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Penn students, along with students from all over Pennsylvania, join together and march to 30th street station, city hall, bellevue building, and philadelphia school district building. Students were protesting for education reform Credit: Justin Cohen , Justin Cohen

Students, faculty and staff at Penn — as well as from schools across Philadelphia — walked out of their classrooms Thursday for the National Day of Action for Education, joining together in solidarity for a march to Center City.

At around 1 p.m. Thursday, a group of about 100 from Penn circled around the Button outside of Van Pelt Library. They held up cardboard signs and chanted “Mic Check!” with a list of demands that included fair financial principles, full forgiveness of student loan debt, transparent relationships between colleges and corporations and union representation.

Those gathered shouted chants such as “Show me what democracy looks like!,” “Corbett beware, student power is everywhere!” and “Education is a right — not just for the rich and white!”

The walkout — which comes at a time when schools throughout the state are facing major cuts at the hands of Pennsylvania Gov. Tom Corbett’s budget proposal for fiscal year 2013 — is sponsored by the Occupy movement.

English professor Ania Loomba, a supporter of the Occupy movement who participated in the walkout on Thursday, said that “we’re in a very privileged institution here. Elite colleges have a special responsibility to spread the advantages we have, and not to stay in the bubble.”

College senior Allyson Gasdaska was in a large Economics lecture at the time of the walkout.

Along with five or six other students, she stood up at 1 p.m. sharp, holding a banner that read “Educate, not incarcerate.”

The students then proceeded to walk out of the lecture hall.

“We really don’t have a say on tuition or the context of our classrooms,” Gasdaska said. “We are here to democratize the process.”

At the Button, Allied Barton security officers also announced that they wanted to unionize.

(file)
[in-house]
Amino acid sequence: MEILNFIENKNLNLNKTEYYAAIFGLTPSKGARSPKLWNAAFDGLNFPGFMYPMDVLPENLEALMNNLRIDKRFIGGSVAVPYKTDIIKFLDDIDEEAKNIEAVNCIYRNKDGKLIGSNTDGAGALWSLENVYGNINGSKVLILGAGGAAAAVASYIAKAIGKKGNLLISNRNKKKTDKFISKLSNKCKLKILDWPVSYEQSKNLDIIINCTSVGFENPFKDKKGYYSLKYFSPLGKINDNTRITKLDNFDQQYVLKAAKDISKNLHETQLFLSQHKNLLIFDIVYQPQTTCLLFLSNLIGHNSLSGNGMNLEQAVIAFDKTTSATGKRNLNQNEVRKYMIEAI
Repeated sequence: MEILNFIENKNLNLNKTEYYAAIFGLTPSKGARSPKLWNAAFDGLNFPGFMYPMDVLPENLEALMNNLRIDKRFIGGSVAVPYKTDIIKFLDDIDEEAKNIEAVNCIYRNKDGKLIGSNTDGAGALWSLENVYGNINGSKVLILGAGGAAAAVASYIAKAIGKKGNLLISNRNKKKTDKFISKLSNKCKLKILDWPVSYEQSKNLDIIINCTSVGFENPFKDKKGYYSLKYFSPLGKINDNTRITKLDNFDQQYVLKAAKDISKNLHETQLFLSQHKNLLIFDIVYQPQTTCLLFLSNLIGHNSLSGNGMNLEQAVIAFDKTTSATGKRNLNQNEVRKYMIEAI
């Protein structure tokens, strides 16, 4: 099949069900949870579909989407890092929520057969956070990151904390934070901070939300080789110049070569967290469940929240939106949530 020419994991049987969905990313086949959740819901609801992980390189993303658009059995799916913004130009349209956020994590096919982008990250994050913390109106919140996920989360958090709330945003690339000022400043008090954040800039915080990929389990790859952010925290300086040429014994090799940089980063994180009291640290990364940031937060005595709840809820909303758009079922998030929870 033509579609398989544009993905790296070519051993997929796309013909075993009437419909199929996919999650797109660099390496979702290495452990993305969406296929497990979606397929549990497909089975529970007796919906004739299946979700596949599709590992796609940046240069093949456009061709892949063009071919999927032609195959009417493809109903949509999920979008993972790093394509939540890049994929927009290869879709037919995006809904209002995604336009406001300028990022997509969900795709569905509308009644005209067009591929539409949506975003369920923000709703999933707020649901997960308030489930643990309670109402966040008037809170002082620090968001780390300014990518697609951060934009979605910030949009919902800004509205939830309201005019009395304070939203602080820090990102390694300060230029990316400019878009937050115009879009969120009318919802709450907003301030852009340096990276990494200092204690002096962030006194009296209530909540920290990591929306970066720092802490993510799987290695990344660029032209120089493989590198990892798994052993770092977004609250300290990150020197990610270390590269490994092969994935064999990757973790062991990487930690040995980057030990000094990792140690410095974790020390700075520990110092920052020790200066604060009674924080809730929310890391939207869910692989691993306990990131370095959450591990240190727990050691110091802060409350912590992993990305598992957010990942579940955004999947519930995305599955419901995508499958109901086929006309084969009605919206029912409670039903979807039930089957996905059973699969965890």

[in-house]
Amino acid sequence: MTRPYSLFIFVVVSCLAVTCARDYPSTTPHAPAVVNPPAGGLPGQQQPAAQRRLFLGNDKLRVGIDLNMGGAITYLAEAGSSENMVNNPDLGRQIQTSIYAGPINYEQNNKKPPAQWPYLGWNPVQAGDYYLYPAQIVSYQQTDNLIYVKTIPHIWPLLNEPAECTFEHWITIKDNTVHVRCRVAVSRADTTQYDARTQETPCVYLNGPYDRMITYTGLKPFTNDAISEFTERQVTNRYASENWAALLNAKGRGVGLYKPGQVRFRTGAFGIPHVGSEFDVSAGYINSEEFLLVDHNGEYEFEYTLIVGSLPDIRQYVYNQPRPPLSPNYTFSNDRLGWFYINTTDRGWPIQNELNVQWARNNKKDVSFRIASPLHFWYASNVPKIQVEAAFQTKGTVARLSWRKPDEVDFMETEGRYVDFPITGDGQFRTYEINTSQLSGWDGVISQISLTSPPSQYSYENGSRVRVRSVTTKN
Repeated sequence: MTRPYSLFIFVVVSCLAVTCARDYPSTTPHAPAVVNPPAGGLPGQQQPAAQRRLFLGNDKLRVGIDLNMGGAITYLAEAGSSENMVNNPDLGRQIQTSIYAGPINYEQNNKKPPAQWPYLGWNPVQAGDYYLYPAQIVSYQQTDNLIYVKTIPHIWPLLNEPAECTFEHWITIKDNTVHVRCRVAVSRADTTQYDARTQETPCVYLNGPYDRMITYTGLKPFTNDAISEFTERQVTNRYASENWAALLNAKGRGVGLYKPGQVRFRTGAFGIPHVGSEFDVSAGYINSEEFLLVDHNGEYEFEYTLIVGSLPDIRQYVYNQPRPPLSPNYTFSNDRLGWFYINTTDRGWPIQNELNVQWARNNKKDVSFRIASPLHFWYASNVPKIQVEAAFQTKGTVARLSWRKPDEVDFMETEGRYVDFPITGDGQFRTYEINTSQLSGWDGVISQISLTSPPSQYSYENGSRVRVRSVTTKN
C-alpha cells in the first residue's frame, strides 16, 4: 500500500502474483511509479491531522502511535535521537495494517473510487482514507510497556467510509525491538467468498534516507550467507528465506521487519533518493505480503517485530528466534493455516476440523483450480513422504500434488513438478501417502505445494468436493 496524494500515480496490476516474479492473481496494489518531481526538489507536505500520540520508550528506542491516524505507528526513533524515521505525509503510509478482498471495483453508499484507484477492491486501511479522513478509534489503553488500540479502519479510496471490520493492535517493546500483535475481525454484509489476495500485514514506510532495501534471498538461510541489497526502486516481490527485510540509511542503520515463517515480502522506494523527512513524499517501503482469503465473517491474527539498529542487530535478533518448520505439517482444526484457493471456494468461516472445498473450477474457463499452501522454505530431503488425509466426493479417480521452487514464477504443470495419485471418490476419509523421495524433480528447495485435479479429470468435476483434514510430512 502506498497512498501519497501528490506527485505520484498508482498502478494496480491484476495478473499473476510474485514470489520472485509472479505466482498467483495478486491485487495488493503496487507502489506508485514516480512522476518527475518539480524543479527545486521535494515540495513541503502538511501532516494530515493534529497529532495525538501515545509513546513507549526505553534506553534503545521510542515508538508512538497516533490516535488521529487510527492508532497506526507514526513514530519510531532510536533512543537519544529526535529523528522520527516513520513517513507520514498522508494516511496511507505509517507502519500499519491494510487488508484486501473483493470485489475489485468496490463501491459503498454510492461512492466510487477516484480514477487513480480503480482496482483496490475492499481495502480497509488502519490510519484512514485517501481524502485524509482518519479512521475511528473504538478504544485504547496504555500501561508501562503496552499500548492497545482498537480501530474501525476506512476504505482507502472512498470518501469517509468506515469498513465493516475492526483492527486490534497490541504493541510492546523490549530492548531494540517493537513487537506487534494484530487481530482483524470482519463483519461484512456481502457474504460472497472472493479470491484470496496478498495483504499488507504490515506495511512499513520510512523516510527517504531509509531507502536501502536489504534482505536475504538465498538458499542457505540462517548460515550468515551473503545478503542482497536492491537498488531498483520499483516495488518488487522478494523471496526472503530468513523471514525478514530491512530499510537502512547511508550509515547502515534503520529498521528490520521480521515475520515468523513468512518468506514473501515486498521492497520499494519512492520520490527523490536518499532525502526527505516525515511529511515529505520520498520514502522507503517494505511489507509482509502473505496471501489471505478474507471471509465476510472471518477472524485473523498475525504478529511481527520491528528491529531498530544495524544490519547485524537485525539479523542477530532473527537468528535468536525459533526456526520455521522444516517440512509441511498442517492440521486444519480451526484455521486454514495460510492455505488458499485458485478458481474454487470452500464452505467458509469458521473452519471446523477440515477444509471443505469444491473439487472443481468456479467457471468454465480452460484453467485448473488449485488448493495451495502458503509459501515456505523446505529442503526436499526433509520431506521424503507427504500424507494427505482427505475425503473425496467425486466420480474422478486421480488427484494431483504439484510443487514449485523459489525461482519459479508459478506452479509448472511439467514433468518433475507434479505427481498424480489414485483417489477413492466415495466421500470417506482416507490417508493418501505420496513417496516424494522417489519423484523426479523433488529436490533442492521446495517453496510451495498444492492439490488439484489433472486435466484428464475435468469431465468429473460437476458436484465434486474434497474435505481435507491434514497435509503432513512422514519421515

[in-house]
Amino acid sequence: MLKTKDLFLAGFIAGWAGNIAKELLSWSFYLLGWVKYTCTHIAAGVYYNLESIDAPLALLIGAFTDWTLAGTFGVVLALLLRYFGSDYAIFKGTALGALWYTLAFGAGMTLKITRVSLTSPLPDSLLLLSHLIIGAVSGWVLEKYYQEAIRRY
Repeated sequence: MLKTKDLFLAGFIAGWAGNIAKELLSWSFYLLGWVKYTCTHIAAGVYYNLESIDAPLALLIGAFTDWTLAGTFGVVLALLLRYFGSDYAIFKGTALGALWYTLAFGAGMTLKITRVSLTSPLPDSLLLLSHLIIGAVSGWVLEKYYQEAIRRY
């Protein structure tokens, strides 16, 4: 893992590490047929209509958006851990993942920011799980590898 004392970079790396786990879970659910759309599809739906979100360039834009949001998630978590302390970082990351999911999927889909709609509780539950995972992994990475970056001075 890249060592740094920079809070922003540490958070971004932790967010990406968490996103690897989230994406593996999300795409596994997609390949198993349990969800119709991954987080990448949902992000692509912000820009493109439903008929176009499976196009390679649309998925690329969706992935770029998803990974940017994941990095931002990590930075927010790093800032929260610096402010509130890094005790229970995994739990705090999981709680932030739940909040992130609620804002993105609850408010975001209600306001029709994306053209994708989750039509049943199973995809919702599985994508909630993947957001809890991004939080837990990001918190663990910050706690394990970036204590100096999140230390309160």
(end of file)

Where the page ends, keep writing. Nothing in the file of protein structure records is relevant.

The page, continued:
One officer, dressed in flannel, used a megaphone and shouted, “to those who say to pull yourself up by your boot straps, I can’t afford a pair of boots!”

Another officer added that “if we get unionized, we’ll have a voice. We come here to help you guys on campus and we feel we should be treated well, too.”

For Chris Taylor, an English graduate student who was one of the main organizers of the walkout at Penn, Thursday’s walkout was a symbolic occasion.

“We know that nothing will be immediately accomplished today,” he said. “The point is to start empowering ourselves so it can happen in the future.”

After about 30 minutes of demonstrating next to the button, the march began at around 1:30 p.m. Protesters first walked together to 30th Street Station, where the Penn group met up with marchers from Villanova University and Bryn Mawr and Haverford colleges.

Evan Hoffman, a 2005 Temple University graduate, called for taxation on corporations, big banks and Wall Street. Education budget cuts will affect him directly because he wants to return to Temple for further study, he said.

“Philly is going to be hit hard by these cuts,” he added.

The marchers then continued east down Market Street, chanting and making stops to protest outside Wells Fargo and PNC banks.

Throughout the afternoon, the protesters stopped traffic, and cars beeped in support.

The protesters arrived at City Hall at around 2:30 p.m. The group of marchers doubled in size as more than 100 Temple University students joined.

The crowd chanted, “we’re not waiting for you, Mayor Nutter. We’re taking what we need.”

Ashanti Stewart — a senior from Benjamin Franklin High School at 550 N. Broad Street — said that “my school has been through a budget cut … 31 kids to one class is too much.”

The crowd was enthused to hear from a high school student who is being directly impacted by the education budget cuts.

The marchers then continued on to the offices of the School District of Philadelphia at 440 N. Broad Street.

This article has been updated to reflect that the National Day of Action for Education took place on Thursday, not Friday.

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